I think this hybridized nature of Japanese accident investigation might make it difficult to be apolitical. I would discuss the difference and/or relationship between political/apolitical axis and that practical learning/retributive prosecution axis at our upcoming session at Berkeley.

  2. Scott Frickel permalink

    The question of the political uses of formal post-disaster investigation reports is very interesting. As Scott Knowles notes in the conference paper he has posted (Immediately following this one), such reports tend to function as legitimacy projects for governments — a way to demonstrate state responsibility in regaining control of the situation and regaining popular trust. I suspect a much deeper story lies behind these reports, involving the selection of the investigation teams and then, as Diane Vaughan has shown in her study of the Challenger Launch Decision, how the investigation process itself was deeply shaped by the organizational cultures, whether at NASA and its contractors, or at Tepco etc. This raises a question of method and data: what is the possibility that the Japanese government will make the documents internal to these investigations and/or testimony regarding the investigation available to scholars? The choke-hold that governments often have on the kinds of data that STS researchers typically need, invokes yet another level of the “politics of understanding” in the context of disaster.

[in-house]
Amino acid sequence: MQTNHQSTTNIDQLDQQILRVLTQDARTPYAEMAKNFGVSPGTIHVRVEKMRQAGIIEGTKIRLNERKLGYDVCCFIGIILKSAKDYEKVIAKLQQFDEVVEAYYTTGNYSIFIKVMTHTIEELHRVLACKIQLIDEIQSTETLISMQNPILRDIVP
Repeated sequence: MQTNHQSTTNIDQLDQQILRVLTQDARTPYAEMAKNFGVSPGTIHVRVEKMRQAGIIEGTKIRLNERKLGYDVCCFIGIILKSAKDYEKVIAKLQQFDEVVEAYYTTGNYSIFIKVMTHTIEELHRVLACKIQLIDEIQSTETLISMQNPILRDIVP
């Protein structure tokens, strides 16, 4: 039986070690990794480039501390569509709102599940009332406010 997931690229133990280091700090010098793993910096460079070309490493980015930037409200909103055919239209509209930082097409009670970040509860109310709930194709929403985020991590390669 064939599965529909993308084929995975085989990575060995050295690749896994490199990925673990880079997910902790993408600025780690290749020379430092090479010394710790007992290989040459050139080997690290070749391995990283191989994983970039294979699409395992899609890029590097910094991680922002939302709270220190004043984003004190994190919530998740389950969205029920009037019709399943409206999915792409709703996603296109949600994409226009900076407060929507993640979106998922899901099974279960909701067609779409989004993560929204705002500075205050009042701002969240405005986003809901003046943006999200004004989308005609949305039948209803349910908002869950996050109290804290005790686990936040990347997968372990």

• Kohta Juraku permalink

      Scott, thanks for your note. I agree that we should explore and analyze more about the deep background of those investigation processes. I would also note that difference of common-understanding on the (at least official) purpose and mission of the accident investigation between Japan and other countries. I don’t want to adopt cultural essentialism as the explanation for that difference, but I still believe there are many (big) gaps among them.

      Those differences should also be observed as a difference of political intentions, motivations and actual interventions for each accident investigation process and post-investigation data disclosure.

  3. Kath Weston permalink